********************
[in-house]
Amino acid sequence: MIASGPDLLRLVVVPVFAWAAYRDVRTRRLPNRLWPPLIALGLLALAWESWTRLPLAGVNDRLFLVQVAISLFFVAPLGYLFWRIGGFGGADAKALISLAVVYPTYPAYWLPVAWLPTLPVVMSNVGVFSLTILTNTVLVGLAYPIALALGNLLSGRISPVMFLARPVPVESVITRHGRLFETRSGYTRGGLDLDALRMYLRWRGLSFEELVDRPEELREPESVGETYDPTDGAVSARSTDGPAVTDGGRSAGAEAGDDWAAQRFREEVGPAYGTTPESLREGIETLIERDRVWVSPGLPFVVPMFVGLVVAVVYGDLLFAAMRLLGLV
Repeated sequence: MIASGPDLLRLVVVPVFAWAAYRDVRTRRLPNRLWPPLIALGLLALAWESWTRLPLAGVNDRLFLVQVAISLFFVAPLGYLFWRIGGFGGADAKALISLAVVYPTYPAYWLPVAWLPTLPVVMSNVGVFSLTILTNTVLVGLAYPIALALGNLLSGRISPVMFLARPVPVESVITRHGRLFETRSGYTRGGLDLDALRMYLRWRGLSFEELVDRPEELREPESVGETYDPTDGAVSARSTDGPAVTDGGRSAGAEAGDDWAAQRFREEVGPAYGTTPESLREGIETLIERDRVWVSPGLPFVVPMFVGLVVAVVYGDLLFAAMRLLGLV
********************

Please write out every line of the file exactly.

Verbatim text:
[in-house]
Amino acid sequence: MIASGPDLLRLVVVPVFAWAAYRDVRTRRLPNRLWPPLIALGLLALAWESWTRLPLAGVNDRLFLVQVAISLFFVAPLGYLFWRIGGFGGADAKALISLAVVYPTYPAYWLPVAWLPTLPVVMSNVGVFSLTILTNTVLVGLAYPIALALGNLLSGRISPVMFLARPVPVESVITRHGRLFETRSGYTRGGLDLDALRMYLRWRGLSFEELVDRPEELREPESVGETYDPTDGAVSARSTDGPAVTDGGRSAGAEAGDDWAAQRFREEVGPAYGTTPESLREGIETLIERDRVWVSPGLPFVVPMFVGLVVAVVYGDLLFAAMRLLGLV
Repeated sequence: MIASGPDLLRLVVVPVFAWAAYRDVRTRRLPNRLWPPLIALGLLALAWESWTRLPLAGVNDRLFLVQVAISLFFVAPLGYLFWRIGGFGGADAKALISLAVVYPTYPAYWLPVAWLPTLPVVMSNVGVFSLTILTNTVLVGLAYPIALALGNLLSGRISPVMFLARPVPVESVITRHGRLFETRSGYTRGGLDLDALRMYLRWRGLSFEELVDRPEELREPESVGETYDPTDGAVSARSTDGPAVTDGGRSAGAEAGDDWAAQRFREEVGPAYGTTPESLREGIETLIERDRVWVSPGLPFVVPMFVGLVVAVVYGDLLFAAMRLLGLV